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noggin14,646 posts since 26 Jun 2001
Aren't Freeview relaunching their app to have live streams of the main PSBs in one place?


Sort of. It just links directly to the live stream of the channel through the iPlayer/ITV Hub/All 4 app etc., so you need to have the separate app(s) installed as well.


Yes - the BBC, ITV and C4 will want metrics on who is watching and what they are watching to drive personalisation.
London Lite10,908 posts since 4 Jan 2003
London London
Aren't Freeview relaunching their app to have live streams of the main PSBs in one place?


Sort of. It just links directly to the live stream of the channel through the iPlayer/ITV Hub/All 4 app etc., so you need to have the separate app(s) installed as well.


Yes - the BBC, ITV and C4 will want metrics on who is watching and what they are watching to drive personalisation.


As seen with the BBC's decision today to pull their radio stations from the TuneIn app from the end of August due to TuneIn not agreeing to share data metrics with the BBC.
Bail3,710 posts since 30 Mar 2001 Moderator
Meridian (South) South Today

Sort of. It just links directly to the live stream of the channel through the iPlayer/ITV Hub/All 4 app etc., so you need to have the separate app(s) installed as well.


Yes - the BBC, ITV and C4 will want metrics on who is watching and what they are watching to drive personalisation.


As seen with the BBC's decision today to pull their radio stations from the TuneIn app from the end of August due to TuneIn not agreeing to share data metrics with the BBC.

And not at all to drive people to the BBC Sounds App, which I really don't know why it exists.
Bail.
1
Closedown gave kudos
noggin14,646 posts since 26 Jun 2001

Yes - the BBC, ITV and C4 will want metrics on who is watching and what they are watching to drive personalisation.


As seen with the BBC's decision today to pull their radio stations from the TuneIn app from the end of August due to TuneIn not agreeing to share data metrics with the BBC.

And not at all to drive people to the BBC Sounds App, which I really don't know why it exists.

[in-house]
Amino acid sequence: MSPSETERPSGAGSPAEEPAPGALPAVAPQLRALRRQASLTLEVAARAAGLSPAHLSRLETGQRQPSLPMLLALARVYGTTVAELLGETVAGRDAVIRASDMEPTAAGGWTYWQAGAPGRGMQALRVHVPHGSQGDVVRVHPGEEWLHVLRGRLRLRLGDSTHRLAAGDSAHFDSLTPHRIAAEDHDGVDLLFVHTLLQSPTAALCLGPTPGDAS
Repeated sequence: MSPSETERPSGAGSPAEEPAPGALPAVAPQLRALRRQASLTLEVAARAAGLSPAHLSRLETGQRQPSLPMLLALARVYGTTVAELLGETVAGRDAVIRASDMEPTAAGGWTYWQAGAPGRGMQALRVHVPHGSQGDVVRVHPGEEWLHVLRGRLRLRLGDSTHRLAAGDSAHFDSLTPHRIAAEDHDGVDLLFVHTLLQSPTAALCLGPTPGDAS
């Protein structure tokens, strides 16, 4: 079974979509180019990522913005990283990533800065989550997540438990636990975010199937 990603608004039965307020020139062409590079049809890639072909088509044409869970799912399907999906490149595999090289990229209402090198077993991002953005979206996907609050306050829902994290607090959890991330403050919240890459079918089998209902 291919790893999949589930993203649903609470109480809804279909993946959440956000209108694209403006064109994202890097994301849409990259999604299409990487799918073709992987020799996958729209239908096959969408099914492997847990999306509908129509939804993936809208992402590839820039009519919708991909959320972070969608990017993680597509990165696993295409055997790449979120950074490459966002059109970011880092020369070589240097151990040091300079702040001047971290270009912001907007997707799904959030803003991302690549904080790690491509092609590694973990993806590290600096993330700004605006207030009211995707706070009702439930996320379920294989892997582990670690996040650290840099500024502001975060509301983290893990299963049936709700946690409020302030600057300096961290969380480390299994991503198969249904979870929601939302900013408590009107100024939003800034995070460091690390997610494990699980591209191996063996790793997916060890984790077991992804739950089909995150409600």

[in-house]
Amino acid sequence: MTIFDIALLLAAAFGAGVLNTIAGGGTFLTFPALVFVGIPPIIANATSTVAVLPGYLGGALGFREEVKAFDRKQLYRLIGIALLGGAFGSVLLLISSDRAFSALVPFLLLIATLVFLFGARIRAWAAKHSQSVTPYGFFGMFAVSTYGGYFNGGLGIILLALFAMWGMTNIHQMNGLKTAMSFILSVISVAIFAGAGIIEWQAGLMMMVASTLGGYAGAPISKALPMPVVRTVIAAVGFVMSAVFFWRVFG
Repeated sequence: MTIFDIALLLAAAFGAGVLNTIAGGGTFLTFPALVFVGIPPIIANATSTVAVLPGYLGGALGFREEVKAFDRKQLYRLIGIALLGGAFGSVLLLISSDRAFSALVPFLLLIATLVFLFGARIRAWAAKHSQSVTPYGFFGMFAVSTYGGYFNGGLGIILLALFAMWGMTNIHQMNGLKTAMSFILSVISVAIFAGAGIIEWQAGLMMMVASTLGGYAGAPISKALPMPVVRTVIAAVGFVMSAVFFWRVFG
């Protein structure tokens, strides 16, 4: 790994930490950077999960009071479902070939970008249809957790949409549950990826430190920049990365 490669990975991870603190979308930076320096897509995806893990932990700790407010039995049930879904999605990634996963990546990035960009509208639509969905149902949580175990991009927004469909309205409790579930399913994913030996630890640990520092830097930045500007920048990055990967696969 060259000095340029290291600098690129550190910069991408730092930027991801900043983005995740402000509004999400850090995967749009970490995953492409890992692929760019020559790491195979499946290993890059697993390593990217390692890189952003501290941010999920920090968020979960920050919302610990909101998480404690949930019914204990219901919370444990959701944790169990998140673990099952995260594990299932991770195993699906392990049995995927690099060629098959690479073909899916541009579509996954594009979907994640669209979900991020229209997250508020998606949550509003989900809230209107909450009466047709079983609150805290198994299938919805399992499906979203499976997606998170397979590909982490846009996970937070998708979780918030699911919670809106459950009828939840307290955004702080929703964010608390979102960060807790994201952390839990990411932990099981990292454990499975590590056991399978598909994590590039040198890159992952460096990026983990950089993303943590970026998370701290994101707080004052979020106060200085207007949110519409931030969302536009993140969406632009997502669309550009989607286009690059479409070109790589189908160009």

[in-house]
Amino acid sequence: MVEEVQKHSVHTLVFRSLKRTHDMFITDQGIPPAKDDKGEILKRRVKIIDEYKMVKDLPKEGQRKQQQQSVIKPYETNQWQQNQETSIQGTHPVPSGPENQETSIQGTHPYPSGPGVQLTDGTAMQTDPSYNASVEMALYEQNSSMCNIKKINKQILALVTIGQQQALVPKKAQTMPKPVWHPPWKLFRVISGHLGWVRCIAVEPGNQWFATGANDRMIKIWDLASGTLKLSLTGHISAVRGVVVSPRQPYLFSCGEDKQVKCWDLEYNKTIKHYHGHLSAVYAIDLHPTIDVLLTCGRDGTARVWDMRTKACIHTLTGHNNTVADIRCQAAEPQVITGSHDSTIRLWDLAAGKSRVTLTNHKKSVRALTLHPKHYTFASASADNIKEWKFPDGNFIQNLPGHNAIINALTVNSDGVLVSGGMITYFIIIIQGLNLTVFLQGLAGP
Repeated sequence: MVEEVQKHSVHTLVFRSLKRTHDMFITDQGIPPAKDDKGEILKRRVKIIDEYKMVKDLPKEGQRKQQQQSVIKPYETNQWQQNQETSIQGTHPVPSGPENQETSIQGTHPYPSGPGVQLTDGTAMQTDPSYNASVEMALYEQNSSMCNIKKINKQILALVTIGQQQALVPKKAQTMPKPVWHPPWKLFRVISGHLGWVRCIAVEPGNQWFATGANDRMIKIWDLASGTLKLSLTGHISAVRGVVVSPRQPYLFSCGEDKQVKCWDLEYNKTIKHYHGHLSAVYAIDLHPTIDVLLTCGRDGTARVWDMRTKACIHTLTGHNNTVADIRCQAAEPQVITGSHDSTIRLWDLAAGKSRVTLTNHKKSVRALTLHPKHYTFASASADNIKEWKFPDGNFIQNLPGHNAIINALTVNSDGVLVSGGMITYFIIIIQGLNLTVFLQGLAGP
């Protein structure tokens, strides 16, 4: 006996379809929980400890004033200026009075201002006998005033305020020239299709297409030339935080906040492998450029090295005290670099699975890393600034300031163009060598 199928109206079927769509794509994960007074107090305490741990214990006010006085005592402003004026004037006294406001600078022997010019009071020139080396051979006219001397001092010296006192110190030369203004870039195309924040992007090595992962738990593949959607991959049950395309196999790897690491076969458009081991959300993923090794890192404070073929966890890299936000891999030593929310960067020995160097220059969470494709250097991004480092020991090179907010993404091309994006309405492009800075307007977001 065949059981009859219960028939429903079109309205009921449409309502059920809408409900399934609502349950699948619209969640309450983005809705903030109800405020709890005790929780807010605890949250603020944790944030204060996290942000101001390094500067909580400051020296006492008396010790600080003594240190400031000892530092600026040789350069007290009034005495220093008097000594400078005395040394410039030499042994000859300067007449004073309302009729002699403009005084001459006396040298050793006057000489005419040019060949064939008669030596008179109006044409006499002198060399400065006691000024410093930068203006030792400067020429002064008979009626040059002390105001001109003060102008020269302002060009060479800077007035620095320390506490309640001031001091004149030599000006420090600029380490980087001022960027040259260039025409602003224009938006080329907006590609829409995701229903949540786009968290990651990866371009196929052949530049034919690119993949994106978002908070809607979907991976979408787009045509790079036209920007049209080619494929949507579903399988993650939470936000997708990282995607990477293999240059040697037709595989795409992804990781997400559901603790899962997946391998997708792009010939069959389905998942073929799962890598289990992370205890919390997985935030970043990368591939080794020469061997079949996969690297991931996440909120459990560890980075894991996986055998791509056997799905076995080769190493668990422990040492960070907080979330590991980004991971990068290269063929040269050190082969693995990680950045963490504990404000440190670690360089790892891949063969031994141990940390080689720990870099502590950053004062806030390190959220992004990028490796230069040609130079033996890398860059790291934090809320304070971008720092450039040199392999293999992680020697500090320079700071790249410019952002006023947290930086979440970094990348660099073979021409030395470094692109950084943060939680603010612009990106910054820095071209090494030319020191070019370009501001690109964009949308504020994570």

In an 'all IP' future - which is where broadcasting is going, personalisation and recommendations will be key, and gathering metrics personal to each user are vital. They are already a major aspect of Netflix's and YouTube's success (and why Netflix has user profiles within its app).

Additionally, once (or if) RAJAR and BARB become increasingly irrelevant, the BBC needs listener and viewer metrics to understand what viewers are watching and listening to and like or don't like.

Increasingly, any platform that can't supply the BBC with the metrics it feels it needs, will not be able to syndicate the BBC's content. The BBC has been quite audience-friendly with the TuneIn move. They will continue to supply TuneIn with BBC content on platforms that only support TuneIn asa route to accessing BBC services (like Sonos), but other devices (Amazon Echo, Google Assistant etc.) where BBC content is available via other routes that provide the BBC with audience metrics will no longer have TuneIn support for BBC services (as TuneIn don't provide the BBC with the data they want, in return for access to BBC services)

The BBC Sounds app, like the BBC iPlayer app, is a way of ensuring the BBC gets the metrics it wants, and is a way of developing a personalisation profile (like Facebook+Instagram, Twitter, Netflix, Amazon, YouTube+Google do) that will increasingly be vital.
Jake537 posts since 10 Jan 2006
Central (East) East Midlands Today

Sort of. It just links directly to the live stream of the channel through the iPlayer/ITV Hub/All 4 app etc., so you need to have the separate app(s) installed as well.


Yes - the BBC, ITV and C4 will want metrics on who is watching and what they are watching to drive personalisation.